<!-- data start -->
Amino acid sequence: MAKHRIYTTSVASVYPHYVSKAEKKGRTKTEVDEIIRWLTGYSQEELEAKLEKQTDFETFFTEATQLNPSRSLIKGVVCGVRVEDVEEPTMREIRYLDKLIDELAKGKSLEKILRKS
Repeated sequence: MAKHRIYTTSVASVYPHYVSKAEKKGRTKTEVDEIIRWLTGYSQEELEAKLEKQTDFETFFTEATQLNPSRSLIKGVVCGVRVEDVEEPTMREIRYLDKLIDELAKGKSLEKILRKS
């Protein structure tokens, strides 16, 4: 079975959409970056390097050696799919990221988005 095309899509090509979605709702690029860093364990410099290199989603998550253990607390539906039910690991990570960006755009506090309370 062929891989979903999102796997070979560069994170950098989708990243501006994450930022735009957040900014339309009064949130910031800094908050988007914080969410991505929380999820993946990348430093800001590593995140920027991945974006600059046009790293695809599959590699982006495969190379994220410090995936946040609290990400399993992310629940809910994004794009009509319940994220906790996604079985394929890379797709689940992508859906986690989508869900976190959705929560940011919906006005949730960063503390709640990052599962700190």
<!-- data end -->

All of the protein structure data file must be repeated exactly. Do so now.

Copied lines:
Amino acid sequence: MAKHRIYTTSVASVYPHYVSKAEKKGRTKTEVDEIIRWLTGYSQEELEAKLEKQTDFETFFTEATQLNPSRSLIKGVVCGVRVEDVEEPTMREIRYLDKLIDELAKGKSLEKILRKS
Repeated sequence: MAKHRIYTTSVASVYPHYVSKAEKKGRTKTEVDEIIRWLTGYSQEELEAKLEKQTDFETFFTEATQLNPSRSLIKGVVCGVRVEDVEEPTMREIRYLDKLIDELAKGKSLEKILRKS
């Protein structure tokens, strides 16, 4: 079975959409970056390097050696799919990221988005 095309899509090509979605709702690029860093364990410099290199989603998550253990607390539906039910690991990570960006755009506090309370 062929891989979903999102796997070979560069994170950098989708990243501006994450930022735009957040900014339309009064949130910031800094908050988007914080969410991505929380999820993946990348430093800001590593995140920027991945974006600059046009790293695809599959590699982006495969190379994220410090995936946040609290990400399993992310629940809910994004794009009509319940994220906790996604079985394929890379797709689940992508859906986690989508869900976190959705929560940011919906006005949730960063503390709640990052599962700190």